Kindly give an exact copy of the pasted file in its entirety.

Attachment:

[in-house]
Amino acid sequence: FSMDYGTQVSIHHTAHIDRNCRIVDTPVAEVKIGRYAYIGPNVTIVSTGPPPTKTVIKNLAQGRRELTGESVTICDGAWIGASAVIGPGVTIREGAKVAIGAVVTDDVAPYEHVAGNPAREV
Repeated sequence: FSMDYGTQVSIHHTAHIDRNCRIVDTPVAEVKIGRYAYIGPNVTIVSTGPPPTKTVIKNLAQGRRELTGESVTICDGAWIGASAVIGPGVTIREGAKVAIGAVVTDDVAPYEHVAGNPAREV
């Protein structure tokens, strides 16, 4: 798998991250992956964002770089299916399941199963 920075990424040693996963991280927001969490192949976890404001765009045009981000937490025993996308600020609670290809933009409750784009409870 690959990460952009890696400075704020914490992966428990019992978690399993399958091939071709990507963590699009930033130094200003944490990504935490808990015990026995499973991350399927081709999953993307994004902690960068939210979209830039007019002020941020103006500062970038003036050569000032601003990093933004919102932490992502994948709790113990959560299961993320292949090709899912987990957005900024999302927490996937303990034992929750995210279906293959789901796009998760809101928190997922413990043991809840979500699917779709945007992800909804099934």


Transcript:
[in-house]
Amino acid sequence: FSMDYGTQVSIHHTAHIDRNCRIVDTPVAEVKIGRYAYIGPNVTIVSTGPPPTKTVIKNLAQGRRELTGESVTICDGAWIGASAVIGPGVTIREGAKVAIGAVVTDDVAPYEHVAGNPAREV
Repeated sequence: FSMDYGTQVSIHHTAHIDRNCRIVDTPVAEVKIGRYAYIGPNVTIVSTGPPPTKTVIKNLAQGRRELTGESVTICDGAWIGASAVIGPGVTIREGAKVAIGAVVTDDVAPYEHVAGNPAREV
């Protein structure tokens, strides 16, 4: 798998991250992956964002770089299916399941199963 920075990424040693996963991280927001969490192949976890404001765009045009981000937490025993996308600020609670290809933009409750784009409870 690959990460952009890696400075704020914490992966428990019992978690399993399958091939071709990507963590699009930033130094200003944490990504935490808990015990026995499973991350399927081709999953993307994004902690960068939210979209830039007019002020941020103006500062970038003036050569000032601003990093933004919102932490992502994948709790113990959560299961993320292949090709899912987990957005900024999302927490996937303990034992929750995210279906293959789901796009998760809101928190997922413990043991809840979500699917779709945007992800909804099934």